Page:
Strategic innovation: new approaches must be piloted and adapted in the face of the global economic crisis, but innovation must also be strategic. The Making Markets Work approach highlights the need for systemic change in the structures that shape the market. Tinkering does not deliver solutions at scale. For companies, innovation must relate clearly to the business model and business case. As Graham Baxter (International Business Leaders Forum ) pointed out, risks are high if it does not: forced extensions of business based on public announcements not operational detail, and moves into ‘double step outs’ involving both new business areas and new geographic areas, are prone to failure.
Stronger focus on impact: Vast assumptions are made about the impact of new business models to reduce poverty: that investment of effort in adapting supply chains is worth the return, and compares well with conventional CSR; that BOP products truly reach the poor; that spin-off benefits of an enterprise approach balance out the failures along the way; that business benefits can be sustained. But the actual evidence base - anecdotal and shockingly weak - cannot inform evidence-based decision-making. The business case for intensive assessment of complex impacts appears weak, but public demand for evidence of impact, and the need of businesses for informed decision-making will only grow.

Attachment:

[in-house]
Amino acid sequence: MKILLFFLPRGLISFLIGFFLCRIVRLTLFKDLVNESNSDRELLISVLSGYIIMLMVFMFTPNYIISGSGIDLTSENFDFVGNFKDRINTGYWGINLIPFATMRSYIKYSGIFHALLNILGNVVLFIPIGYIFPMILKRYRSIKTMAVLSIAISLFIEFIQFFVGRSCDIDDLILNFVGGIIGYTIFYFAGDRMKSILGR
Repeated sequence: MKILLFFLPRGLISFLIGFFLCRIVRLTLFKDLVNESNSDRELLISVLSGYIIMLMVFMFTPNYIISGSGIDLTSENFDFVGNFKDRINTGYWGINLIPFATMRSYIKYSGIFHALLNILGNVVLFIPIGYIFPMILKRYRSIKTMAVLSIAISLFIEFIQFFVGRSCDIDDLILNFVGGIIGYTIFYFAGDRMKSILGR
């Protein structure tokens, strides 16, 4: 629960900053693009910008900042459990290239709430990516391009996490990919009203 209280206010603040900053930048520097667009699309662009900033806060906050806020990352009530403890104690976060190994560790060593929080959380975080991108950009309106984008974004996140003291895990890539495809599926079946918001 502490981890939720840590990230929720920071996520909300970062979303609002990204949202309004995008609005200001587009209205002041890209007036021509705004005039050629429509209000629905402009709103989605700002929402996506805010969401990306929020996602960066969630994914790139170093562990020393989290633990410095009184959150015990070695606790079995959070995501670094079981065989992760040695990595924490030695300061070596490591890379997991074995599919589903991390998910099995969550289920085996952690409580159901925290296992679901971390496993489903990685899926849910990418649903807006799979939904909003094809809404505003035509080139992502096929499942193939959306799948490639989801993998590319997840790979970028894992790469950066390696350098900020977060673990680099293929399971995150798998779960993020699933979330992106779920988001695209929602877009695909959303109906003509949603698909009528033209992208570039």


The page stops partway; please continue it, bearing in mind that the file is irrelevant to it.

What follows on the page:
Investment risk: Opting for risk and anticipating a share of failures is normal in business, but not in development. Yet the agenda of harnessing core business for development is a form of ‘venture philanthropy’ – investing development funds in initiatives that may or may not ride the market to scale. Several business speakers have emphasised the risks they have to take, and their expectation that development partners, seeking to encourage their innovation and impact, will share their risks.
Collaboration: In the past, praise for collaboration was not matched by the candid views of those who have tried it: the pace, scale, expectations, and language of business, government and NGO partners are so far apart. Today, however, the most eager proponents of collaboration are those that are engaged in it: SAB Miller reporting on enterprise development; Accenture Development Partnerships reflecting on brokering civil society - corporate partnerships; Oxfam reporting its work facilitating dialogue between business and farmers; M&S drawings the lesson that it’s good to talk to critics as well as collaborators. At the same time, governments and companies in their roles as regulators and competitors need to ask how far the blurring of boundaries should go (to be explored further in the June and September meetings).